Friday, September 30, 2011

Sand Gloves

I started looking at the hand support options today.  I originally was considering using silicon coated modeling clay, but I don't think it will be quite stiff enough.  This morning, I grabbed a couple of latex medical type gloves and filled them with some wet sand.  Obviously, the laytex gloves are a temporary solution to play with.  The first one had way too much water in it and is too squishy.  On the second one, I went very sparingly on the water and it turned out much better.  It makes for a moldable blob that is very firm that should serve as a hand support.  Eventually, the buttons and trackball will be attached via velcro around the front and side portions.  This would allow the end user to rearrange the trackball and buttons in any order they want and custom fit the support to their hand.  It should allow maximum flexiblity and comfort. 

As you can see on the breadboard, I have three wires arranged as touch sensors (one with a quarter attached) for left, middle and right clicks.  I also got the scroll wheel functioning with the rotary encoder there on the board.  Lastly, there is a button and associated tri-color LED that is used to swap between the four user selectable resolution modes inside the optical sensor.  This essentially controls how much movement the pointer makes relative to the amount of movement you put into the trackball, allowing for either lightning fast moves or very slow accurate moving.  It operates somewhat like what happens when you change the gears on your bicycle.


  1. Something else you might try for easily allowing both fine control at slow speeds and fast movement with quick rolls is to scale the raw sensor readings down, then apply an exponential power, and finally scale them back up (if necessary). Use a float/double variable to store the raw readings, find a happy medium speed and use that for the scale factor. Then using something between 1 and 2 for the exponent (I've tried 1.3 with some success, but my hardware and application is very different from yours).

    For example, let's say your raw sensor readings range from 0 to 1000, where 0 is stopped and 1000 is as fast as the sensor will read. Let's also say that a reading of 150 is a reasonable "normal" speed. The X component of your calibrated speed could then be:

    xCalibrated = ((xRaw/150) ^ 1.5) * 150

    ...or, in Arduino:

    xCalibrated = pow(xRaw/150.0, 1.5) * 150;

    You might need to accommodate for both positive and negative raw sensor readings, something like this:

    xCalibrated += (xRaw < 0) ? -pow(-xRaw/150.0, 1.5) * 150 : pow(xRaw/150.0, 1.5) * 150;

    What happens is that the raw readings are scaled down by a factor of 150, so anything below 150 becomes less than 1, and anything above 150 is greater than 1. When this scaled value is raised to a power > 1, it will either shrink or grow further depending on whether it's less than or greater than 1. The result is that very slow movements of the ball will give you very, very slow movements of the cursor (fine control), while very quick movements of the ball will give you very, very fast movements of the cursor (good speed).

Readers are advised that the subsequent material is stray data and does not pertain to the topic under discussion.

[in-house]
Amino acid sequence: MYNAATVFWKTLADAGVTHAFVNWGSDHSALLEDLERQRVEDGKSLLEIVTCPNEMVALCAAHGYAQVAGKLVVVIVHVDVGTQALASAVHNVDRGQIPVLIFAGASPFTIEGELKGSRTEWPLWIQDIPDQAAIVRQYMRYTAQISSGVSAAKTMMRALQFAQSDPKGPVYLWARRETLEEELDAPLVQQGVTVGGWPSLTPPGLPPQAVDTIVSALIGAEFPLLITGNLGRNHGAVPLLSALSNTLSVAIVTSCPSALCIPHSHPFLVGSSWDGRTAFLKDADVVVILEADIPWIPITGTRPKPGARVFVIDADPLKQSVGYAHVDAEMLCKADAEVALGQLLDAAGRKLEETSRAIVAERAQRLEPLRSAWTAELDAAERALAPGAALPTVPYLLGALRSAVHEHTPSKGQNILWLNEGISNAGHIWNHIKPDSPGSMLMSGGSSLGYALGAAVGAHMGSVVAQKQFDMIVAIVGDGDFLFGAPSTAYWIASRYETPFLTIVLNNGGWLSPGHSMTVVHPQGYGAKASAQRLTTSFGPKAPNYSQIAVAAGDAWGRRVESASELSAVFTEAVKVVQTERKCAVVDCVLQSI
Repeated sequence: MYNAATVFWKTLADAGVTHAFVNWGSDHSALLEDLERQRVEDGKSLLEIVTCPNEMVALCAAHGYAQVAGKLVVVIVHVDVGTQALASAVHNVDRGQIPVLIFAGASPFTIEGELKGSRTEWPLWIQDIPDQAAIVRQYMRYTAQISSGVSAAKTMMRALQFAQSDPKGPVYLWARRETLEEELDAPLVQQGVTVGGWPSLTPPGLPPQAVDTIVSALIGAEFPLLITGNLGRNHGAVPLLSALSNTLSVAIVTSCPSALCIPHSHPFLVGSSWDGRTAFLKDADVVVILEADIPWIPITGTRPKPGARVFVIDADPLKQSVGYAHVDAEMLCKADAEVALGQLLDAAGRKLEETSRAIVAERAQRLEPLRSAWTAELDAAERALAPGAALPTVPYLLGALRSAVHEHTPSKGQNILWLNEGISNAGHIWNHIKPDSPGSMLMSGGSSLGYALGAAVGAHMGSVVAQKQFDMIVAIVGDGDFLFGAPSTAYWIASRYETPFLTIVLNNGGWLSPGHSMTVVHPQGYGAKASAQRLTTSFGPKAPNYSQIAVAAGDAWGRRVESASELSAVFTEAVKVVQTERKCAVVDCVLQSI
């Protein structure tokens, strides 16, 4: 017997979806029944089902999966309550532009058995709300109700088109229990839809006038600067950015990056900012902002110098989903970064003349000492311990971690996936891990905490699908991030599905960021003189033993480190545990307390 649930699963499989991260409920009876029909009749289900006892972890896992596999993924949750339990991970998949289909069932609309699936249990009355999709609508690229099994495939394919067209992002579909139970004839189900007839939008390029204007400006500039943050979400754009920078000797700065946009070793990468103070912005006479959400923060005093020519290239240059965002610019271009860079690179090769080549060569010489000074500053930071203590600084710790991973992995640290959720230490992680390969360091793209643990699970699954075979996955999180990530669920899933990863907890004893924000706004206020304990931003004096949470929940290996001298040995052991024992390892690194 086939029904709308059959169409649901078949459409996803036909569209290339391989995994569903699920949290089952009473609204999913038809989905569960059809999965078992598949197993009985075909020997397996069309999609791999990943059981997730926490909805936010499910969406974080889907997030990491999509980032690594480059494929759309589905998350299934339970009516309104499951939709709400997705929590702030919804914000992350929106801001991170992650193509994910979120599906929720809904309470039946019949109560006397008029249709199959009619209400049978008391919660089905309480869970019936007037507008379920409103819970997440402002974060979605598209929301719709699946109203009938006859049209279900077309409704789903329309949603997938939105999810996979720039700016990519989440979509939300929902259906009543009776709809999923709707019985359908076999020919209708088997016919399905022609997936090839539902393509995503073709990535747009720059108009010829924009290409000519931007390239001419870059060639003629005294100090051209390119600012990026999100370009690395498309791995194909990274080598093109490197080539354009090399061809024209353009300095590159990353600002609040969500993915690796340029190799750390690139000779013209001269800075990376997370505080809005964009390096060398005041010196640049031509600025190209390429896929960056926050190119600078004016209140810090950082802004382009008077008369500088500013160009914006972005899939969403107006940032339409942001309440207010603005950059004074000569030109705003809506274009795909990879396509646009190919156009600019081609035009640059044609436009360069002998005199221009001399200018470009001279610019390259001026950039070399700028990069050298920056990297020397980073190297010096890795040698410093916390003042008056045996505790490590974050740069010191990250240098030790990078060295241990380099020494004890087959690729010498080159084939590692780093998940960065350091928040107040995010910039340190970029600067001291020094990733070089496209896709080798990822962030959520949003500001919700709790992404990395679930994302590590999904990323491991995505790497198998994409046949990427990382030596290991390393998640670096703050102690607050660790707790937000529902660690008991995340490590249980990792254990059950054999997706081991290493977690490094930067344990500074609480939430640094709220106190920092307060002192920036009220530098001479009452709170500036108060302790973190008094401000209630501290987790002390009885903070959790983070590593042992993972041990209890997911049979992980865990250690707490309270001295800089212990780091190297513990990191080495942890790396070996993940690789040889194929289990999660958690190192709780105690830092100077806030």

It may or may not be helpful, but you can try it if you want. :-)

  2. I like the idea of how that can work. I'm thinking that this is what would be known as software acceleration, and to a certain degree, deceleration on the fly. Ultimately, I would also like this to be used in my CAD work, in which, very slow, fine movements could benefit from something like this. Of course, gaming could also benefit.

    While I like what you are getting at, I need to find a way to implement it. Currently, I have the trackball setup on a hardware interrupt pin. When the optical sensor has data to read, it sends the motion pin low and executes the interrupt subroutine that just grabs the movement amount from the X & Y registers and passes that directly to Mouse.move(). Typically, the data is just a single “1” each time, and every once in a while, a “2” if I move it really super fast. The two are so in sync that it just sends a series of 1 normally though. So, implementation of something like this would probably involve storing times to determine the frequency of movement updates we're getting in the last x timeframe and then, apply what you are talking about to scale the movement based upon frequency. That could then be used as a multiplier with rounding against the series of 1's the sensor is sending, to determine if Mouse.move() gets an update or not. Does that sound about right?

  3. Ah, that's an interesting issue with small readings all the time. Assuming your sketch runs at a pretty constant speed, you might be able to easily accomplish what you're going for just by sending the x/y movements only every [n] "ticks" through the main loop() function. Something like:

    loop() {


    if (motionAvailable) {
    x += getXMovement();
    y += getYMovement();

    if (loopCounter % 8 == 0) {
    Mouse.move(x, y);
    x = 0;
    y = 0;


    (Pardon the ugly formatting; Blogger won't let me put HTML in comments.)

    This is overly simple, of course, and it's missing variable declarations and other stuff, but it demonstrates the idea. The modulo will make sure the mouse is only moved once every 8 ticks, while each new reading is simply added to the x/y variables every time it's available. If only one "1" measurement gets taken during the whole 8-tick period, then the mouse will only move 1px at the end of the 8-tick period. But if it reads eight "1" measurements, then it will move 8px.

    It might have some problems that I'm not thinking of, but that simple approach would at least give you a larger range, perhaps between 0-10 instead of just 0-1. It might not feel quite as smooth though. Hmm.